In our 1st Issue of E-Magazine published September 2012, I reported that United States Federal Officials filed a lawsuit against Maxfield & Oberton, the manufacturer of 'Buckyballs' demanding a recall of magnetic desk toys, that they stop selling this product, and alert consumers that the product is defective. Despite educational campaigns involving social media, public service announcements and online warnings, reports of injuries to children continued to occur and therefore proved ineffective.
The North American Society for Paediatric Gastroenterology, Hepatology and Nutrition reported 480 cases of high-
powered magnet ingestions in the last ten years. There are also a number of new cases involving teenagers who use magnets to mimic a tongue, nose, or lip piercing and inadvertently swallow or inhale the magnets. Based on cases from 2008 through 2012, 80% required either endoscopy or surgery, including several that required removing portions of the bowel, which can cause long-term complications. Slightly more than 50% of the cases involved children age six and under and 16% occurred among teenagers.
The Canadian Medical Association Journal issued a report stating a three-year-old boy was taken to Sick Children's Hospital after swallowing three 5-millimetre high-powered magnets that had gone through his digestive tract to the lower end of his small intestine and trapped two loops of the organ, which caused a blockage. Surgeons performed scope-guided abdominal surgery to remove the magnetic balls wherein the boy recovered but other children are not so fortunate.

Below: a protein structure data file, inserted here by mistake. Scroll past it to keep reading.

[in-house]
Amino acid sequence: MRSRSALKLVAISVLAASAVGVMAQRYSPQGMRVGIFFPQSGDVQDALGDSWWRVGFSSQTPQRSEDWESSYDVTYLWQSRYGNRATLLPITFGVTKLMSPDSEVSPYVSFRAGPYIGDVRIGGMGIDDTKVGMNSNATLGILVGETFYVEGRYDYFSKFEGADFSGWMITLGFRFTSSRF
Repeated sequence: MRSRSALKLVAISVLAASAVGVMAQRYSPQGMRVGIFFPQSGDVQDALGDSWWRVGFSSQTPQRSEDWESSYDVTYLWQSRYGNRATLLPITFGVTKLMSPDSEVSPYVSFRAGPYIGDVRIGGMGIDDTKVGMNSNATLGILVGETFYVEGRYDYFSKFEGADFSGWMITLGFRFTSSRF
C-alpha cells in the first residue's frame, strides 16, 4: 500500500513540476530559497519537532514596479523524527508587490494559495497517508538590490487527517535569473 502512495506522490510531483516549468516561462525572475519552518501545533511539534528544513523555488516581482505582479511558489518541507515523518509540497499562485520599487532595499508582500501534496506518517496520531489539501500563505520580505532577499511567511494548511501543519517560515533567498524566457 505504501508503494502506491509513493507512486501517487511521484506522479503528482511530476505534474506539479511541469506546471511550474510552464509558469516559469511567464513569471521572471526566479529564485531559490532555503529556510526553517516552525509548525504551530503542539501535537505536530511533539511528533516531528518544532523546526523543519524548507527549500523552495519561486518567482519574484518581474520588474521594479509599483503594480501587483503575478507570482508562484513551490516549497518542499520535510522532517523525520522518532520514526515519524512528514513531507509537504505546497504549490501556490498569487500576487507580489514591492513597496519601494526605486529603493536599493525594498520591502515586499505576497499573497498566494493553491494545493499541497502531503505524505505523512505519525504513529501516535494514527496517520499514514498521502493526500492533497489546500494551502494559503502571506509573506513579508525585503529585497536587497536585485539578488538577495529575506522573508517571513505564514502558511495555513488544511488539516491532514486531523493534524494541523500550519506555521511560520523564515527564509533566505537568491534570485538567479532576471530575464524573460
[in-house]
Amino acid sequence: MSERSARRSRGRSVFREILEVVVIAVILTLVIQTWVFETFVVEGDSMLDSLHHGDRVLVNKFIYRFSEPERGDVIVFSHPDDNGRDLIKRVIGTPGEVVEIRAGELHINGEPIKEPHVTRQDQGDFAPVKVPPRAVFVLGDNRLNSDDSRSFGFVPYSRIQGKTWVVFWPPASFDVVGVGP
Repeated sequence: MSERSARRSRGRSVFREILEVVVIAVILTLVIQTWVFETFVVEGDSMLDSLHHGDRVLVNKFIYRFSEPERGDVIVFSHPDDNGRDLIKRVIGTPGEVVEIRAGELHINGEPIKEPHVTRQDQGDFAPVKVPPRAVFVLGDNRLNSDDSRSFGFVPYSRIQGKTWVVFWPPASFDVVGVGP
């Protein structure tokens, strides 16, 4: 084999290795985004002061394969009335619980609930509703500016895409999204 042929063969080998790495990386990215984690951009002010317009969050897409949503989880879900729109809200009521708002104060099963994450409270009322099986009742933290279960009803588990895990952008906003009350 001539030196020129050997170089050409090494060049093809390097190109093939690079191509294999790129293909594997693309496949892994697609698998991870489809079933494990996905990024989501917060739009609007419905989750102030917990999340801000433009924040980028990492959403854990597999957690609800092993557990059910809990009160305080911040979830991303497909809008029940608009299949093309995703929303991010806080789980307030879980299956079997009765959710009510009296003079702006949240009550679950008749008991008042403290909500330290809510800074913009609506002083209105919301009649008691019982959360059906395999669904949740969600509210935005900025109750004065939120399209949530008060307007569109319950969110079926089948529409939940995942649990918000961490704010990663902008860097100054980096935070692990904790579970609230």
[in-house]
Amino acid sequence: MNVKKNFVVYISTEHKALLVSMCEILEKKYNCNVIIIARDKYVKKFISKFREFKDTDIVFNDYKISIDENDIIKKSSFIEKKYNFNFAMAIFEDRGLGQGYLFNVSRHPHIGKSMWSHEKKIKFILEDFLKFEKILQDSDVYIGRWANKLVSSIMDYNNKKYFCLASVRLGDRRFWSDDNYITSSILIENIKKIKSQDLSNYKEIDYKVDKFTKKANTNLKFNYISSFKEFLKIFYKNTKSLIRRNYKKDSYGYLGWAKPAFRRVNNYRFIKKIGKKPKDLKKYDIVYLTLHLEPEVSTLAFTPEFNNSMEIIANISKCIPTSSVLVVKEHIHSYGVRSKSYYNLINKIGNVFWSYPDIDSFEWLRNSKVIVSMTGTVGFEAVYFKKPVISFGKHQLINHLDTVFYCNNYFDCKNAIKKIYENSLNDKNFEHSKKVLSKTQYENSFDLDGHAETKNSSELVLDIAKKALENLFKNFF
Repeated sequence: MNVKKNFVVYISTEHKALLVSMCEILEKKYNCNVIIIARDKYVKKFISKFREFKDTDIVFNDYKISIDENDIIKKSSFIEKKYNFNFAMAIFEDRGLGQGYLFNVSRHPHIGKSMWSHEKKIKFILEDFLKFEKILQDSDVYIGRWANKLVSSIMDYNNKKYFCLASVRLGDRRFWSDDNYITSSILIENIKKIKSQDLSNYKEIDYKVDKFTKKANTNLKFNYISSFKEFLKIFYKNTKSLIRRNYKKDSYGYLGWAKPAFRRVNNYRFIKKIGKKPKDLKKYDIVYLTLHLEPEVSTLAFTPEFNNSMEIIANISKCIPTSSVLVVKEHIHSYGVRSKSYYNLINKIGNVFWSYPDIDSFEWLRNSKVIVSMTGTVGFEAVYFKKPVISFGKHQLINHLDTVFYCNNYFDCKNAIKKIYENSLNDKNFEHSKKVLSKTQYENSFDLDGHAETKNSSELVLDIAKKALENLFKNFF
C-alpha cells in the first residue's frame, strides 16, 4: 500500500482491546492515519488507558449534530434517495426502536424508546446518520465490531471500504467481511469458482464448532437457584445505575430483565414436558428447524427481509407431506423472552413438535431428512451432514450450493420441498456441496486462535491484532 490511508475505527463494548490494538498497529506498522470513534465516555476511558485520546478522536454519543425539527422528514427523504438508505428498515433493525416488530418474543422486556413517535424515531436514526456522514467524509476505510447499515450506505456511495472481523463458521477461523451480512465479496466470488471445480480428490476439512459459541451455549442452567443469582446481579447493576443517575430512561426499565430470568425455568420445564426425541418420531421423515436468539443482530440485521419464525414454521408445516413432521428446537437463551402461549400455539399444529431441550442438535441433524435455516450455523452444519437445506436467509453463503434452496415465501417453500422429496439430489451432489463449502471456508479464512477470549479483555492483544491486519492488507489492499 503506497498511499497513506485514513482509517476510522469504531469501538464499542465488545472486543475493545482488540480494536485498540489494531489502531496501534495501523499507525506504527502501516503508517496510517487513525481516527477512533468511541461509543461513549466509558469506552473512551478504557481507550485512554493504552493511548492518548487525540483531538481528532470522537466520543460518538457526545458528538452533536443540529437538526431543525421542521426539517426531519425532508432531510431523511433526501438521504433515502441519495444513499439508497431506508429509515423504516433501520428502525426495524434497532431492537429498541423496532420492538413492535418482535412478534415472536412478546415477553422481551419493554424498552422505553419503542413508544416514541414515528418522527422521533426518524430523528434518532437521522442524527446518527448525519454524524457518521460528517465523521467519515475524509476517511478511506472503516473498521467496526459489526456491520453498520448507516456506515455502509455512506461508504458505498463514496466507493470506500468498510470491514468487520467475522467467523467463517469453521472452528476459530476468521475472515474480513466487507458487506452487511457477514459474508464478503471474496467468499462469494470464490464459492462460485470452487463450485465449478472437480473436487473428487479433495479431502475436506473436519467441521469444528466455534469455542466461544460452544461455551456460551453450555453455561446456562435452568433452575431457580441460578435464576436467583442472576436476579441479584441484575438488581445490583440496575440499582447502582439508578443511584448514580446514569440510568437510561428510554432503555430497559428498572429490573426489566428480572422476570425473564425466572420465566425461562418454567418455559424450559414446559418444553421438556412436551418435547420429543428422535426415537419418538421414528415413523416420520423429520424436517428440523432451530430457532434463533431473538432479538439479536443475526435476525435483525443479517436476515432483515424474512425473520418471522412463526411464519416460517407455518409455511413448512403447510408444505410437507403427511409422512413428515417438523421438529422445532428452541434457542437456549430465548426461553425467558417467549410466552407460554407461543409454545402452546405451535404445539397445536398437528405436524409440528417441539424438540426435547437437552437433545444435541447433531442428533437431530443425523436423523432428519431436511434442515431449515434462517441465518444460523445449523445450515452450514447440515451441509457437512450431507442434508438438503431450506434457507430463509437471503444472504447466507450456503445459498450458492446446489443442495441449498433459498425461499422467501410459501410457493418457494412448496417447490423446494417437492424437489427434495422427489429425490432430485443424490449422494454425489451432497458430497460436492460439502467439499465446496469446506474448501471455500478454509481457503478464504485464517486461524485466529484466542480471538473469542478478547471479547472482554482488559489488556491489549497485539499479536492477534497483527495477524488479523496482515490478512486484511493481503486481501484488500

The magnets are made of rare-earth mineral neodymium and are at least 15 times more powerful than standard magnets. They stick together with such force that if more than one is swallowed, they can bore holes in the stomach or intestines and cause severe, life-threatening complications within hours. If the high-powered magnets are not detected and removed, they can cause tissue necrosis where two loops of bowel are squeezed together which occludes the blood supply to that area of the gut causing infection, dissemination – and sometimes death.
Signs that your child has swallowed a magnet include drooling, vomiting, abdominal pain and fever but please keep in mind that your child will not show discomfort or pain until the magnets have actually connected with one another.
Young children put objects in their mouth as part of their motor-sensory development. Parents, caregivers, guardians, babysitters and teachers need to be aware of the risks and dangers posed to youngsters by these high-powered magnets. Please make sure magnets are out of reach of your children's grasp at all times.
Where are they banned?
High-powered magnets are banned in the United States, Australia and New Zealand. On April 16th, 2013, Health Canada reported it is planning to ban the sale of 'Buckyballs'.
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Written by Veronika Bradley, Editor for Children's Health and Safety Association – April 8, 2013 and Republished by Diligencia Investigative Reporting – Aoril 2019
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